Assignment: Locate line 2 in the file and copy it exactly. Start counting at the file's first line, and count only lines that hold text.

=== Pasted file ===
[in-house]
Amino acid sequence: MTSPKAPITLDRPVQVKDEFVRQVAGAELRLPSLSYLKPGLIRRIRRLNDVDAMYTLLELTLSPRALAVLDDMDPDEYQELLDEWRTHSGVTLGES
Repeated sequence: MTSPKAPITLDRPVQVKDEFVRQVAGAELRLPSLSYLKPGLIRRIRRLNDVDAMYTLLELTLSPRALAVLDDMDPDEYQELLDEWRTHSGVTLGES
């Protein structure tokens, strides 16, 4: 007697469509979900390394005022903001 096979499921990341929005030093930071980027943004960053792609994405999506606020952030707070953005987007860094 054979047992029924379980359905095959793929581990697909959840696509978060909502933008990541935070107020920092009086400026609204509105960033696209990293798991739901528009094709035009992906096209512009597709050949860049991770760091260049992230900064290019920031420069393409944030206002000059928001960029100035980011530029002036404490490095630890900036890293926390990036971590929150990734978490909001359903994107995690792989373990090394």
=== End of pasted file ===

Amino acid sequence: MTSPKAPITLDRPVQVKDEFVRQVAGAELRLPSLSYLKPGLIRRIRRLNDVDAMYTLLELTLSPRALAVLDDMDPDEYQELLDEWRTHSGVTLGES